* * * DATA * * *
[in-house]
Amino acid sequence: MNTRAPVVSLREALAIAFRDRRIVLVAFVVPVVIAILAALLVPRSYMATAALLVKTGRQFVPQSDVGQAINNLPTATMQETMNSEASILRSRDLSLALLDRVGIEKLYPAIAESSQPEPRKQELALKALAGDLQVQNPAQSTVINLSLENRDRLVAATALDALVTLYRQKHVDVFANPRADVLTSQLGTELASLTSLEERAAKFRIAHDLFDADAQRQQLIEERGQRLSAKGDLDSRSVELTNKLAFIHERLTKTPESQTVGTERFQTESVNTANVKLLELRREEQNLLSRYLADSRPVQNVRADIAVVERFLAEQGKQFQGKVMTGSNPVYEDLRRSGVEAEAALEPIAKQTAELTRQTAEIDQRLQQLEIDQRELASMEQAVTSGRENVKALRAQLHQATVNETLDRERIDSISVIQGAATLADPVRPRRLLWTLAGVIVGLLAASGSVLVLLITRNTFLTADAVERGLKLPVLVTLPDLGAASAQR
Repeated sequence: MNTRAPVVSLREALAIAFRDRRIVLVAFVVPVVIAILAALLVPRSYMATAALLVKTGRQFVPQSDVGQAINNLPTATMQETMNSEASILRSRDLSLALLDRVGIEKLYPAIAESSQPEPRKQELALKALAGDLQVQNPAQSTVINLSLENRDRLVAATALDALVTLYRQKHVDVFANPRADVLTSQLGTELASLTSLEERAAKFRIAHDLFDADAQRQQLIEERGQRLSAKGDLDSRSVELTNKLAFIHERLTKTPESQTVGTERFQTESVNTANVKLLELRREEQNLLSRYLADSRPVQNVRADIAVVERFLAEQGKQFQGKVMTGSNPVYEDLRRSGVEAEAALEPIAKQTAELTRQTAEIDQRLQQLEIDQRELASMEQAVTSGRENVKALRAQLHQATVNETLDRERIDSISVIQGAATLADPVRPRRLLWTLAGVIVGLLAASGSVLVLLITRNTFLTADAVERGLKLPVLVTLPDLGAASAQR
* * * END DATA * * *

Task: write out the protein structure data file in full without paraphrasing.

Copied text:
[in-house]
Amino acid sequence: MNTRAPVVSLREALAIAFRDRRIVLVAFVVPVVIAILAALLVPRSYMATAALLVKTGRQFVPQSDVGQAINNLPTATMQETMNSEASILRSRDLSLALLDRVGIEKLYPAIAESSQPEPRKQELALKALAGDLQVQNPAQSTVINLSLENRDRLVAATALDALVTLYRQKHVDVFANPRADVLTSQLGTELASLTSLEERAAKFRIAHDLFDADAQRQQLIEERGQRLSAKGDLDSRSVELTNKLAFIHERLTKTPESQTVGTERFQTESVNTANVKLLELRREEQNLLSRYLADSRPVQNVRADIAVVERFLAEQGKQFQGKVMTGSNPVYEDLRRSGVEAEAALEPIAKQTAELTRQTAEIDQRLQQLEIDQRELASMEQAVTSGRENVKALRAQLHQATVNETLDRERIDSISVIQGAATLADPVRPRRLLWTLAGVIVGLLAASGSVLVLLITRNTFLTADAVERGLKLPVLVTLPDLGAASAQR
Repeated sequence: MNTRAPVVSLREALAIAFRDRRIVLVAFVVPVVIAILAALLVPRSYMATAALLVKTGRQFVPQSDVGQAINNLPTATMQETMNSEASILRSRDLSLALLDRVGIEKLYPAIAESSQPEPRKQELALKALAGDLQVQNPAQSTVINLSLENRDRLVAATALDALVTLYRQKHVDVFANPRADVLTSQLGTELASLTSLEERAAKFRIAHDLFDADAQRQQLIEERGQRLSAKGDLDSRSVELTNKLAFIHERLTKTPESQTVGTERFQTESVNTANVKLLELRREEQNLLSRYLADSRPVQNVRADIAVVERFLAEQGKQFQGKVMTGSNPVYEDLRRSGVEAEAALEPIAKQTAELTRQTAEIDQRLQQLEIDQRELASMEQAVTSGRENVKALRAQLHQATVNETLDRERIDSISVIQGAATLADPVRPRRLLWTLAGVIVGLLAASGSVLVLLITRNTFLTADAVERGLKLPVLVTLPDLGAASAQR